By transforming the limitations of a monolithic blockchain into modules, modular design increases efficiency by orders of magnitude. A monolithic blockchain could scale to a few thousand or tens of thousands of transactions per second at most. Impressive, but not enough to function in a future world where ‘everything is on the blockchain’. Modular chains could reach millions of transactions per second.
Another advantage besides scaling is the option to launch new blockchains: new blockchains can be launched more quickly without having to worry whether all parts of the architecture are correct. Celestia (see below) is an example. A dedicated modular chain offers greater flexibility regarding trade-offs and design implementation. For example, one chain could focus on security and data availability, while another focuses on execution.
Example of a Modular Blockchain: Celestia
Celestia (its test net was deployed in May 2022, main net is expected in 2023) has a modular architecture where the blockchain’s consensus and data availability layers are separated from its execution layer. It’s the first blockchain to do so. Celestia is minimal in the sense that it only orders and publishes transactions and does not execute them.
Another way to explain this comes from founder Mustafa Al-Bassam: “Celestia is what we call a pluggable consensus layer. At the moment, it’s very difficult to create your own blockchain because you effectively have to bootstrap your own consensus network. You can’t just do it easily as let’s say deploying a smart contract on Ethereum. The goal of Celestia is to make deploying a new blockchain securely in a decentralized way as easy as it is to deploy a smart contract on Ethereum.”
So Celestia is modular in the sense that it offers developers a kind of pluggable consensus and data availability layer.
Celestia, the Lazy Blockchain
If you read carefully, you know which element has been missing from Celestia’s design description: execution. That’s why Celestia is called the lazy blockchain (it was even branded LazyLedger in its early days): it doesn’t do any execution and instead leaves it to the end user. There are no smart contracts, there isn’t a virtual machine for developers to deploy smart contracts. Instead, developers must define their own execution environments on top, in the form of a blockchain that they develop themselves.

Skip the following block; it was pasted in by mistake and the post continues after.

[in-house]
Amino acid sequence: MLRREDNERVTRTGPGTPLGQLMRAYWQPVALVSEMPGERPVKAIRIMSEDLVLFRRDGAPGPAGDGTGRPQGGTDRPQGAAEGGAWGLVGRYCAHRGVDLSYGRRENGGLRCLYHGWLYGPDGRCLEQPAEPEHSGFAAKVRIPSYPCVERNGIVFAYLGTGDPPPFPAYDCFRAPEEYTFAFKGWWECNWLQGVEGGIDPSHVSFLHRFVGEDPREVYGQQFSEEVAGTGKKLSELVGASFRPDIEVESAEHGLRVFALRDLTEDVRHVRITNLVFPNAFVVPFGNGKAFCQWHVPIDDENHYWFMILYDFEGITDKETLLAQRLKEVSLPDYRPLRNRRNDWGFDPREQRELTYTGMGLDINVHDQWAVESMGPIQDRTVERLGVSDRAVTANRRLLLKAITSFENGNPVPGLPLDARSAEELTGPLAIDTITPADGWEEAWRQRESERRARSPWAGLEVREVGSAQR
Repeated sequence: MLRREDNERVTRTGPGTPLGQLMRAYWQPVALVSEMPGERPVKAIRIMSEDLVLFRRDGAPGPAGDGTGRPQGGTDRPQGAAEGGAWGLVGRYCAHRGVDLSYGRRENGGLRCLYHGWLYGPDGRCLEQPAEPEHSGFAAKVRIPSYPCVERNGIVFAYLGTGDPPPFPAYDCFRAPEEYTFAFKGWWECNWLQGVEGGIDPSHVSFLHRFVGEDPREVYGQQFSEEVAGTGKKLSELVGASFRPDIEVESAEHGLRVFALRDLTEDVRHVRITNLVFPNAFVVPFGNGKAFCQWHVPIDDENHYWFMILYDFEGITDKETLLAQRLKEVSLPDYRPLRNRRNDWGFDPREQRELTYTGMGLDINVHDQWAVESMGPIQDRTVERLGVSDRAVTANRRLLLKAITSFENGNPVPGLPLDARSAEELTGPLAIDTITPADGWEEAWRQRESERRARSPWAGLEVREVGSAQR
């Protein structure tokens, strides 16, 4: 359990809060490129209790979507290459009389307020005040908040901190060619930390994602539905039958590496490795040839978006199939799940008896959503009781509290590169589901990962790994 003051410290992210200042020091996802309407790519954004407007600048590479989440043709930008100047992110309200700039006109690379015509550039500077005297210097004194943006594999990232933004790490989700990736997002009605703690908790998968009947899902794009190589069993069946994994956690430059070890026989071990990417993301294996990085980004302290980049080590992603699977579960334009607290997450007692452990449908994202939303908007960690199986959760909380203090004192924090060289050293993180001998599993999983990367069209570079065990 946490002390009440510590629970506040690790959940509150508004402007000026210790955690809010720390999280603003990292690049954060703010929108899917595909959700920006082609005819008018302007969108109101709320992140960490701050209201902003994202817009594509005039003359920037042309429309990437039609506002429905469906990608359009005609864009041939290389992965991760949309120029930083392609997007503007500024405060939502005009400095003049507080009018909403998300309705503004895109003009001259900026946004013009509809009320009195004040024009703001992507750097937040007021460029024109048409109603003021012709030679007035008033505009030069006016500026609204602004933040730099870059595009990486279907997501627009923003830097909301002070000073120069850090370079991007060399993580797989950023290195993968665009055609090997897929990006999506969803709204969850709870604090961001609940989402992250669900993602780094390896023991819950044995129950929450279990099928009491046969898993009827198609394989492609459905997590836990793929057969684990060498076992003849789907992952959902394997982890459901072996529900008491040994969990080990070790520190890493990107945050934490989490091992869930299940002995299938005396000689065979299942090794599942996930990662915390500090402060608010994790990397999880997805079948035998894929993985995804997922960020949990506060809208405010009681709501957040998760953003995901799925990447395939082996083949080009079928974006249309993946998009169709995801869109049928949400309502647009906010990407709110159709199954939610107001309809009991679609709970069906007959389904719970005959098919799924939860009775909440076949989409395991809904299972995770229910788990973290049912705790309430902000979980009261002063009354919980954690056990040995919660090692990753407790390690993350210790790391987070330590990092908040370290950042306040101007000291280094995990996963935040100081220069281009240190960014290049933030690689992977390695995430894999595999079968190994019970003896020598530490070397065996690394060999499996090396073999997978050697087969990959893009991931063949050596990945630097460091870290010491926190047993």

Celestia launched its test net in May 2022 but has yet to launch a token.
Example Two of a Modular Blockchain: Cosmos
Like Celestia, in the Cosmos ecosystem, it is easy for developers to create blockchains and link them to Cosmos. These new blockchains keep their independence. In fact, both Cosmos and Celestia want to lower the barrier for people to deploy their own blockchains and envision a future of countless interconnected blockchains.
Cosmos helps developers build quickly by keeping the three tools in their toolbox nicely modular. In doing so, one tool helps the other.
- Tendermint BFT: The engine of the networking and consensus mechanisms needed for a working blockchain. Tendermint is thus a platform on which developers can build new blockchains. It can reduce the development time of a blockchain from years to weeks.
- The Software Development Kit (SDK): Multiple common programming languages are translated into a language understood by Cosmos. Makes it easy for developers to quickly build application-specific blockchains on Tendermint.
- The Inter Blockchain Communication Protocol (IBC): A protocol that is to blockchains what TCP/IP is to the internet.